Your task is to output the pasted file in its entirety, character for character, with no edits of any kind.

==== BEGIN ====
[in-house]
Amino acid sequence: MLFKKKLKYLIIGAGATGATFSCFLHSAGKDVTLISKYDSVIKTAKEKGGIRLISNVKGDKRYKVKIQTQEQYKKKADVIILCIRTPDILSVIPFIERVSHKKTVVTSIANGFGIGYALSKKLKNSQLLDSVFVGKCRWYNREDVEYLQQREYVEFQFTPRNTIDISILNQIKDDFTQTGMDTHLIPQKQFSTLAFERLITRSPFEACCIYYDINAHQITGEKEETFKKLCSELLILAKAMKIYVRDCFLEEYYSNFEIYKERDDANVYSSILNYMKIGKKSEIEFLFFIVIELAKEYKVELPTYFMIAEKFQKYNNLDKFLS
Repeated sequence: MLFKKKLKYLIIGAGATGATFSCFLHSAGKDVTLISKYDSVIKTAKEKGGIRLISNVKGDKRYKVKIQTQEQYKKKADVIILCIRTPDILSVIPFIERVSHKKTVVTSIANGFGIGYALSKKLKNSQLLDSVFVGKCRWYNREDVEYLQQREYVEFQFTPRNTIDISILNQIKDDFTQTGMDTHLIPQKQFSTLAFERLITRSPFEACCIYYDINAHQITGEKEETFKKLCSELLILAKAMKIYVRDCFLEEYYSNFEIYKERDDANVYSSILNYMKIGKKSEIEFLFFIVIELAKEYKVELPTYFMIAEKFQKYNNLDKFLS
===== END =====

[in-house]
Amino acid sequence: MLFKKKLKYLIIGAGATGATFSCFLHSAGKDVTLISKYDSVIKTAKEKGGIRLISNVKGDKRYKVKIQTQEQYKKKADVIILCIRTPDILSVIPFIERVSHKKTVVTSIANGFGIGYALSKKLKNSQLLDSVFVGKCRWYNREDVEYLQQREYVEFQFTPRNTIDISILNQIKDDFTQTGMDTHLIPQKQFSTLAFERLITRSPFEACCIYYDINAHQITGEKEETFKKLCSELLILAKAMKIYVRDCFLEEYYSNFEIYKERDDANVYSSILNYMKIGKKSEIEFLFFIVIELAKEYKVELPTYFMIAEKFQKYNNLDKFLS
Repeated sequence: MLFKKKLKYLIIGAGATGATFSCFLHSAGKDVTLISKYDSVIKTAKEKGGIRLISNVKGDKRYKVKIQTQEQYKKKADVIILCIRTPDILSVIPFIERVSHKKTVVTSIANGFGIGYALSKKLKNSQLLDSVFVGKCRWYNREDVEYLQQREYVEFQFTPRNTIDISILNQIKDDFTQTGMDTHLIPQKQFSTLAFERLITRSPFEACCIYYDINAHQITGEKEETFKKLCSELLILAKAMKIYVRDCFLEEYYSNFEIYKERDDANVYSSILNYMKIGKKSEIEFLFFIVIELAKEYKVELPTYFMIAEKFQKYNNLDKFLS